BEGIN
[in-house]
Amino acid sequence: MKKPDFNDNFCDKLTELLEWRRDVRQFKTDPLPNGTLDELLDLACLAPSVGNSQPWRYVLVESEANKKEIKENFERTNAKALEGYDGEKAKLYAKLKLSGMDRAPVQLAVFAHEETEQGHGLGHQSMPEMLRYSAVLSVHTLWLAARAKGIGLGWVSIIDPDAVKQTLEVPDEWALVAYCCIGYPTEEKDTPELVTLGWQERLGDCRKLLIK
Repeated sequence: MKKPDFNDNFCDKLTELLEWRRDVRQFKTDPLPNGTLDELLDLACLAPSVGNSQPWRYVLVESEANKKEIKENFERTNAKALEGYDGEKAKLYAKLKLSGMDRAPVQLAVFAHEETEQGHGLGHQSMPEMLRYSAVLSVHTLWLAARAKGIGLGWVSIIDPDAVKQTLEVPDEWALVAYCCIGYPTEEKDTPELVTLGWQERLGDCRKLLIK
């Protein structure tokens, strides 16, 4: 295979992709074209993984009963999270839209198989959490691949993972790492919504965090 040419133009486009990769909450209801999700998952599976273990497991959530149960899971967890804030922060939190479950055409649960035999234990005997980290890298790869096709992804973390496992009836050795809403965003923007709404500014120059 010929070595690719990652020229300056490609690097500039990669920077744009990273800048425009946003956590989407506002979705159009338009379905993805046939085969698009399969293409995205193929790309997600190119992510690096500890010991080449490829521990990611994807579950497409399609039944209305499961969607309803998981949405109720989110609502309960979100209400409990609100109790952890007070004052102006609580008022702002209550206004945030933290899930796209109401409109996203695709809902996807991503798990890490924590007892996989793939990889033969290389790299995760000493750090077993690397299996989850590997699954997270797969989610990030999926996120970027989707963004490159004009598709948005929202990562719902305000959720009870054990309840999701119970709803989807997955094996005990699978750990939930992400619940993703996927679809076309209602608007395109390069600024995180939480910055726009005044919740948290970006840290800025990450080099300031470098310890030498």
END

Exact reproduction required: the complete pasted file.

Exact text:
[in-house]
Amino acid sequence: MKKPDFNDNFCDKLTELLEWRRDVRQFKTDPLPNGTLDELLDLACLAPSVGNSQPWRYVLVESEANKKEIKENFERTNAKALEGYDGEKAKLYAKLKLSGMDRAPVQLAVFAHEETEQGHGLGHQSMPEMLRYSAVLSVHTLWLAARAKGIGLGWVSIIDPDAVKQTLEVPDEWALVAYCCIGYPTEEKDTPELVTLGWQERLGDCRKLLIK
Repeated sequence: MKKPDFNDNFCDKLTELLEWRRDVRQFKTDPLPNGTLDELLDLACLAPSVGNSQPWRYVLVESEANKKEIKENFERTNAKALEGYDGEKAKLYAKLKLSGMDRAPVQLAVFAHEETEQGHGLGHQSMPEMLRYSAVLSVHTLWLAARAKGIGLGWVSIIDPDAVKQTLEVPDEWALVAYCCIGYPTEEKDTPELVTLGWQERLGDCRKLLIK
């Protein structure tokens, strides 16, 4: 295979992709074209993984009963999270839209198989959490691949993972790492919504965090 040419133009486009990769909450209801999700998952599976273990497991959530149960899971967890804030922060939190479950055409649960035999234990005997980290890298790869096709992804973390496992009836050795809403965003923007709404500014120059 010929070595690719990652020229300056490609690097500039990669920077744009990273800048425009946003956590989407506002979705159009338009379905993805046939085969698009399969293409995205193929790309997600190119992510690096500890010991080449490829521990990611994807579950497409399609039944209305499961969607309803998981949405109720989110609502309960979100209400409990609100109790952890007070004052102006609580008022702002209550206004945030933290899930796209109401409109996203695709809902996807991503798990890490924590007892996989793939990889033969290389790299995760000493750090077993690397299996989850590997699954997270797969989610990030999926996120970027989707963004490159004009598709948005929202990562719902305000959720009870054990309840999701119970709803989807997955094996005990699978750990939930992400619940993703996927679809076309209602608007395109390069600024995180939480910055726009005044919740948290970006840290800025990450080099300031470098310890030498």